Certainly, tonight we can expect to hear Trump riff on the fact that one of Moore’s many accusers admitted that she had added “notes” noting the place and time that Moore signed her high school year book. Given the degree to which Moore’s defenders have cited this as exculpatory, we might even get to hear a “fake news” or two.

But what we don’t know is how the vote on Tuesday is going to turn out.

We have discussed before how hard this race is to forecast given the fact that it has been so long since Alabama has had a competitive Senate race, let alone one that is being held in a special election.

Will African American voters turn out? Will suburbanites in Birmingham and Mobile stay home? We can guess, but what makes this race so fascinating is that it is substantially without precedent in the state.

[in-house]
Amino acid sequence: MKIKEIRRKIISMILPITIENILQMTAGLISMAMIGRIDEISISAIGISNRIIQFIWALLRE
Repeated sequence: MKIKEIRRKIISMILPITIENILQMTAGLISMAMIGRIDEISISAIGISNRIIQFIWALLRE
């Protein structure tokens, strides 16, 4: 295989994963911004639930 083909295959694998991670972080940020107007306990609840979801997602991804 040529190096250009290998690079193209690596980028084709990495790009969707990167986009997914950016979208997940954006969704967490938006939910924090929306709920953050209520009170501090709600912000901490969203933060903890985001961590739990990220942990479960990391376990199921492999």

On the upside for Trump, we can assume that his preferred candidate is favored to win. We can discuss at a later date what the consequences for the rest of the Republicans in the Senate will be if Moore is elected and brings his penchant for outrages to Washington.

Democrats have been making ready for Moore’s arrival, giving Al Franken the boot and sharpening their spades to dig new trenches for the “war on women.” But a win is still a win.

If Moore loses, which he might, Trump will be spared the aggravation and potential political consequences of the Alabamians elevation. But it would not be a very good sign for the president’s overall popularity.

A Pew Research poll out today shows the shift in Trump’s popularity with key groups since taking office. Some of Trump’s steepest declines have been with white Evangelical Protestants (down 17 points since February), white voters without college degrees (down 10 points) and voters over the age of 65 (also down 10 points).

As it happens, those are some pretty important demographic groups in an Alabama election. Alabama voters already handed Trump the first special-election loss of his presidency in September, when they chose Moore over Trump’s preferred candidate, incumbent Luther Strange.